We understand that many of us do not relish the idea of going to therapy (the terms “therapy” and “counseling” are largely interchangeable). We might have the idea that we’ll have to lie down on a couch and talk about our mommy issues, or maybe we think therapy is only for crazy people.
Obviously, we’d prefer to do it on our own rather than find a therapist. We get that, but there is tremendous value in NOT doing this alone, and instead working with a licensed mental health professional.
It is valuable to get feedback from someone who can provide an objective, third-person perspective, that is 100% on our side, and sincerely wants what is best for us. Moreover, our therapist is not our friend. This is a good thing to understand because a therapist can tell us what we need to hear instead of what we want to hear. Our therapist will not always agree with us and will often challenge our understanding, point out negative self-talk, and ask us tough questions.
The word “therapist” is a generic term for someone who conducts therapy with clients. Many mental health professionals fall into this category. If possible, we recommend finding a licensed therapist with specialized training in treating PTSD; a specialist and not a generalist.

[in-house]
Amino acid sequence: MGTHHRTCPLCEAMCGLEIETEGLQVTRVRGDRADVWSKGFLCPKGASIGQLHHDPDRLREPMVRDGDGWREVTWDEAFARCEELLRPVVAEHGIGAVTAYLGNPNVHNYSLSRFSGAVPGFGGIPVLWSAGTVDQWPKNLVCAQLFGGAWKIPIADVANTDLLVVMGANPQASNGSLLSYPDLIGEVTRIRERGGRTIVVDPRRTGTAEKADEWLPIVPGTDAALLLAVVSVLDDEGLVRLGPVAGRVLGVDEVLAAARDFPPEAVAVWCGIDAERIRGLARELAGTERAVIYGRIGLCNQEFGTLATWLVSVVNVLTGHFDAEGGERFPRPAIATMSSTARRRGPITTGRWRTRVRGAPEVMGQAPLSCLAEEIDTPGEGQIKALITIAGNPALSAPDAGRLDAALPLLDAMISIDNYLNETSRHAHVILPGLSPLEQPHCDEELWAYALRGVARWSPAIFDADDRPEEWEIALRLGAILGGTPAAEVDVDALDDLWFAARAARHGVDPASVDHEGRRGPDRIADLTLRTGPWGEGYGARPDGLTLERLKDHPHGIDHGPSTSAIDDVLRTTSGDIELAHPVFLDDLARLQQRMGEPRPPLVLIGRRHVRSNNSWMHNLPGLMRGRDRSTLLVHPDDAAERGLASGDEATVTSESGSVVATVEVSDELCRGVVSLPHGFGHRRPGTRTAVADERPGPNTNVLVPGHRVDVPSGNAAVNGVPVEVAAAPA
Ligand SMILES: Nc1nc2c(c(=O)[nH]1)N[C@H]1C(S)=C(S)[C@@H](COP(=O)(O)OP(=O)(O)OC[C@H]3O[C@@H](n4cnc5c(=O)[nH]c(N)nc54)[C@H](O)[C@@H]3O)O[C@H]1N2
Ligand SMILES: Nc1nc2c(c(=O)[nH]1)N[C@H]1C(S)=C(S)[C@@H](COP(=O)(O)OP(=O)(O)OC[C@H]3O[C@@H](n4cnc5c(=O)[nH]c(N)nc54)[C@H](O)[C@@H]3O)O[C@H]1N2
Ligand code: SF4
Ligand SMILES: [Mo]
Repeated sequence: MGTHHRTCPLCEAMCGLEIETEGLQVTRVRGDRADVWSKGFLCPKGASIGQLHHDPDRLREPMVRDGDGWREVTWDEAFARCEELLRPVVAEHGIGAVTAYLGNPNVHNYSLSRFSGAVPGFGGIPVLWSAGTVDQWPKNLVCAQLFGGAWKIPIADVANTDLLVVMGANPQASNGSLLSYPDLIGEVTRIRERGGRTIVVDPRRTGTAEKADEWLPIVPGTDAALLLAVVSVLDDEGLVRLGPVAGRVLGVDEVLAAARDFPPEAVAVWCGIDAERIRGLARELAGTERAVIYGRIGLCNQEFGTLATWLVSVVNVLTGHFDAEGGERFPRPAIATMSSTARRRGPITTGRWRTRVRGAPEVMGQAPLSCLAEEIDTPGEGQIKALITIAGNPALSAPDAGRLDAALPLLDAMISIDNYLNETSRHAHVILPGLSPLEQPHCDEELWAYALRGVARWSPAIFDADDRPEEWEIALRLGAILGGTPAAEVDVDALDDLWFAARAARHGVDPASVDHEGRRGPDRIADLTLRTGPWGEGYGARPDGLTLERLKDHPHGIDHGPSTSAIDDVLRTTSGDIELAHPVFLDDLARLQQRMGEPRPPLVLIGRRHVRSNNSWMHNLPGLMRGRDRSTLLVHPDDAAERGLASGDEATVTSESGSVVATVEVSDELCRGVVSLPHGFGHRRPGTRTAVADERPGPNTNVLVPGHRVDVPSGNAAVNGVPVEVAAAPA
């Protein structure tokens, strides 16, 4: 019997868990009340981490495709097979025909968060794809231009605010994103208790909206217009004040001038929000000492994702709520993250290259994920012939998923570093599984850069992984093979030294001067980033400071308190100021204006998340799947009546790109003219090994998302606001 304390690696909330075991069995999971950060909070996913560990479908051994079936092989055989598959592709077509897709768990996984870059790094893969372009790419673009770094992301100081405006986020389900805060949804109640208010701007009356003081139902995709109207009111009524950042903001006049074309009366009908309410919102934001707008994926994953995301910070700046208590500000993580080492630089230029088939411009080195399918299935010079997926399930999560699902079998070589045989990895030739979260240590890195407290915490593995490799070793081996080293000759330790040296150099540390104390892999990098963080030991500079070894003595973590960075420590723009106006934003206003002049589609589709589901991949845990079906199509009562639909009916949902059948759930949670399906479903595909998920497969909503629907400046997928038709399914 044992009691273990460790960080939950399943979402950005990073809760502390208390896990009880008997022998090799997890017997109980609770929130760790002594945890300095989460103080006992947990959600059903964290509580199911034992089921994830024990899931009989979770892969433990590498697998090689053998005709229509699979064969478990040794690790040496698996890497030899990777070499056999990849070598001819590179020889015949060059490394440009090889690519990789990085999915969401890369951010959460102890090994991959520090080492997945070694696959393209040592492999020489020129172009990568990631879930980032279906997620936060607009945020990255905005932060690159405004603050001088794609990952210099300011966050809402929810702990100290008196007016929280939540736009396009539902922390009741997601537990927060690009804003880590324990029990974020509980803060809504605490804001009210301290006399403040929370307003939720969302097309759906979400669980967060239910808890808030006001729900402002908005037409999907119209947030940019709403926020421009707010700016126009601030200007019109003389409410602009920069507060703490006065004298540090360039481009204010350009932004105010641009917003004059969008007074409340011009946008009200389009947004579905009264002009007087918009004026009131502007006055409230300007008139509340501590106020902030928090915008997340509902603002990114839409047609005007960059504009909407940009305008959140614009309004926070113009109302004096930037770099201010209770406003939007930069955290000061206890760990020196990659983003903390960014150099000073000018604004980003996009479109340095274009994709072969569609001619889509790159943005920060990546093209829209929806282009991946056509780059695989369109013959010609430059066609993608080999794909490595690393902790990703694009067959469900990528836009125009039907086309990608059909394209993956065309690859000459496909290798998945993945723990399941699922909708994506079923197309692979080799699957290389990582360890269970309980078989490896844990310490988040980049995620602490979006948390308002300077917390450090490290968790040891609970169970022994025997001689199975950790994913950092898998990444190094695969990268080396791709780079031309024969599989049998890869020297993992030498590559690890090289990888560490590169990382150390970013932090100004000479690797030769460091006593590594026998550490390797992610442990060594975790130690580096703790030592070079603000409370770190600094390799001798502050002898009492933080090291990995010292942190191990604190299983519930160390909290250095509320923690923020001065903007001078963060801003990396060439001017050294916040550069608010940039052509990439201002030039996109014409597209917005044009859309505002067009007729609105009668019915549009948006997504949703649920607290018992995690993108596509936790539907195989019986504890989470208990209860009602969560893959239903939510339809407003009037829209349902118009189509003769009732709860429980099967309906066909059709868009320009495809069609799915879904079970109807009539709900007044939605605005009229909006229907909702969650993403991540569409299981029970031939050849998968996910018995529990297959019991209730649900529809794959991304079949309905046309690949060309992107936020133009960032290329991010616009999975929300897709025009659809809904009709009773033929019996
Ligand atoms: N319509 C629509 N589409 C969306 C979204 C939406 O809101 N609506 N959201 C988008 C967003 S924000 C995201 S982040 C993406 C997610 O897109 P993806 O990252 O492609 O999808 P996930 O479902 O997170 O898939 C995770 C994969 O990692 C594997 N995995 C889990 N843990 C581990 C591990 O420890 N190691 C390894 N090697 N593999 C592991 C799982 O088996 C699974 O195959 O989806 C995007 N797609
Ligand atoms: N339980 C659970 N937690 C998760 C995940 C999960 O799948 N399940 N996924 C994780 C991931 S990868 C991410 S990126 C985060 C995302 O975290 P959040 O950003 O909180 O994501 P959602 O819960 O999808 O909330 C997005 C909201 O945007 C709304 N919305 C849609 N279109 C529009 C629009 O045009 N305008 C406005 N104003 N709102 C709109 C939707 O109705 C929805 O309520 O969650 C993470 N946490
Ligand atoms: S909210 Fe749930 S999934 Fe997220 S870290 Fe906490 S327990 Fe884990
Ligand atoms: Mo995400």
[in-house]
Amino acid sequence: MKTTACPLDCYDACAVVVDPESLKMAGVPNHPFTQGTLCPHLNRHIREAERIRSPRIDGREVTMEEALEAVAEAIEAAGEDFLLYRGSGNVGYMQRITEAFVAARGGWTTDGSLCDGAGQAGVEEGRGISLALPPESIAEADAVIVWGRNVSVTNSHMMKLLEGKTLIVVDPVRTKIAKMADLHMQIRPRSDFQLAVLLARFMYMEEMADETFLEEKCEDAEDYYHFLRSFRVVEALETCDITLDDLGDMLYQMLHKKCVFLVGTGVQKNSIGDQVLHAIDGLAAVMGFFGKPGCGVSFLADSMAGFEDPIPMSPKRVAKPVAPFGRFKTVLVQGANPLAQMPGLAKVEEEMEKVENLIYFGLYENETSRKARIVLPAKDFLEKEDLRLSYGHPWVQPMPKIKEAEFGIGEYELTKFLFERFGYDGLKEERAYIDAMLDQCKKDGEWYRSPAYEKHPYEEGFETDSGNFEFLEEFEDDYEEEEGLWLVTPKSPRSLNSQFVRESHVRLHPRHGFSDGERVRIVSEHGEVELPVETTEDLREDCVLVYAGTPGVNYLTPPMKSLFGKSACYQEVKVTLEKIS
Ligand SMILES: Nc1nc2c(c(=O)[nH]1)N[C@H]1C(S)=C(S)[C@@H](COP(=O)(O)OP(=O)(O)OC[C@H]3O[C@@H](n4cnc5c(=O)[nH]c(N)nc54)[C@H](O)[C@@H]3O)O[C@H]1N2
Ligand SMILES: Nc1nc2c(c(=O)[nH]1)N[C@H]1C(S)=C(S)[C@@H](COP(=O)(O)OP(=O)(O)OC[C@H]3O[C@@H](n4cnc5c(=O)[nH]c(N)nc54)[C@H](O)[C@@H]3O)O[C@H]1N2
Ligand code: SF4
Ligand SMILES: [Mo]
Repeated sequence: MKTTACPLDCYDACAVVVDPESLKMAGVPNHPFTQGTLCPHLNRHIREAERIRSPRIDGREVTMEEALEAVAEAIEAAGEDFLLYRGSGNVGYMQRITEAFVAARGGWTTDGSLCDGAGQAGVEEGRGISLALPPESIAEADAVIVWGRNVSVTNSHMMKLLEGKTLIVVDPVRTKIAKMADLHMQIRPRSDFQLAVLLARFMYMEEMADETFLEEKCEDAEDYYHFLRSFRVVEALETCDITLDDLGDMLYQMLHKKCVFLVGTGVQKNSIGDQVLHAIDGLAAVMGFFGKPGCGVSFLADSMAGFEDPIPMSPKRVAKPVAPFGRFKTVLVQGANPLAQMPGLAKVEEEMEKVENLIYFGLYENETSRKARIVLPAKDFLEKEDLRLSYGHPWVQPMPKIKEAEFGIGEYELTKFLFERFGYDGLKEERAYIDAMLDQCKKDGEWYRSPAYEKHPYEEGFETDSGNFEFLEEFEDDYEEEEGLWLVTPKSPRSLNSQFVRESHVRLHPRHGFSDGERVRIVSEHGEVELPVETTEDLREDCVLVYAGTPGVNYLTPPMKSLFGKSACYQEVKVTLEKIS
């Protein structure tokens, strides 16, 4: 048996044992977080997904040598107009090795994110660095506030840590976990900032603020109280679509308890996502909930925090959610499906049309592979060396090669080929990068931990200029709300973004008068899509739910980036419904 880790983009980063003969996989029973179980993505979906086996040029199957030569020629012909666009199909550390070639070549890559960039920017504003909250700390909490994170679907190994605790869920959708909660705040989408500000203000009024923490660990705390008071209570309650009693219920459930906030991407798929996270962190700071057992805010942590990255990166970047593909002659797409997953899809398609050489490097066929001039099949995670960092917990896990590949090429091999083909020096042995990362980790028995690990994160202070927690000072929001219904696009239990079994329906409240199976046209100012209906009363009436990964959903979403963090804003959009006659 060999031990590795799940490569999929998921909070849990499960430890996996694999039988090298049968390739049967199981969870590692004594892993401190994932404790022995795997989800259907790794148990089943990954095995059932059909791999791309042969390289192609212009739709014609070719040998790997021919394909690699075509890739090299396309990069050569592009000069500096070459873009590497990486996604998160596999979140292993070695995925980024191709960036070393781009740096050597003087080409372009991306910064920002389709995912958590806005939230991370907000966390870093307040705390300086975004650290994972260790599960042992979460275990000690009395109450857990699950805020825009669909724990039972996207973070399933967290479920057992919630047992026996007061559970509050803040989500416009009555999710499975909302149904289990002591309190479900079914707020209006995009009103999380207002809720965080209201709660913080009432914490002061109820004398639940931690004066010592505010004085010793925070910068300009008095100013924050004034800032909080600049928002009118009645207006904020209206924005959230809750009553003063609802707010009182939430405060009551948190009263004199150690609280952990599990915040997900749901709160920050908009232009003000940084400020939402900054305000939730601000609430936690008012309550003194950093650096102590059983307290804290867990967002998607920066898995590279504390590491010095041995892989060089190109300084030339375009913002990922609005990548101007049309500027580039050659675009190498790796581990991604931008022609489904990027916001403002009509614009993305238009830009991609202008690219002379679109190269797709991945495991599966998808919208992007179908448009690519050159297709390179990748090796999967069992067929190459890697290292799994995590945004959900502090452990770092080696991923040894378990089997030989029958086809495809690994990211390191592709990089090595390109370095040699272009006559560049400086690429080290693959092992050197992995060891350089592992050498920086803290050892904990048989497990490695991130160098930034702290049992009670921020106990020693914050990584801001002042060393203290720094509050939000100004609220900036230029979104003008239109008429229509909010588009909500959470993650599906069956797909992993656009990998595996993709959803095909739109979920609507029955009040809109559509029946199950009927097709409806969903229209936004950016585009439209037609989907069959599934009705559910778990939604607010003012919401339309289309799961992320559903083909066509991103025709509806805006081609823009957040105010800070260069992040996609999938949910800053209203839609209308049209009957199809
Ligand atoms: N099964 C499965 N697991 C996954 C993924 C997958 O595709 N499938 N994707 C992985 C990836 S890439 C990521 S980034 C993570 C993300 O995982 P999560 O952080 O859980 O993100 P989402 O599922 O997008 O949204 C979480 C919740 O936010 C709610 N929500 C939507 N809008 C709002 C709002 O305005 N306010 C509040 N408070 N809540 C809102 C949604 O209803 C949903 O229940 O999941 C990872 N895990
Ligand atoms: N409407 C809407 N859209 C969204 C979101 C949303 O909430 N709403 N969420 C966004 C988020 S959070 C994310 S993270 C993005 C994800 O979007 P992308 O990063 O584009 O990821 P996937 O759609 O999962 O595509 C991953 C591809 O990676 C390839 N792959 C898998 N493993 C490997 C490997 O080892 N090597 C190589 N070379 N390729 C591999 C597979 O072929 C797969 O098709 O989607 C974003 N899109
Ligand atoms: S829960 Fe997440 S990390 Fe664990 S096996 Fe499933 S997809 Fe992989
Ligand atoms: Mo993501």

When someone has cancer, they don’t go to their family doctor for treatment; they go to an oncologist: someone who specializes in cancer. When our life is on the line, we want the best possible treatment. The same is true for mental health: therapists tend to specialize in specific treatment methods or specific client populations.
For example, I focus on combat-related PTSD and Moral Injury. While I can do other things, it’s not what I'm best at. I have amazing colleagues who specialize in eating disorders, adolescent-issues, depression, anxiety, and all manner of mental health issues, and if you come into my office with an experience that is better addressed with one of my colleagues, I will send you to them.
Finding a therapist who specializes in PTSD and has training in an evidence-based treatment for PTSD is smart, but it isn’t always easy. To find a PTSD specialist, we can get help from our health insurer’s website, or use our company’s employee assistance program (EAP). We can also find therapists on the internet by searching by the name of the evidence-based treatment and with our zip code (for example, “EMDR therapist Tampa 33607”).
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“If you believe change is possible, you want to change, and you are willing to do the work, you absolutely CAN get your life back.”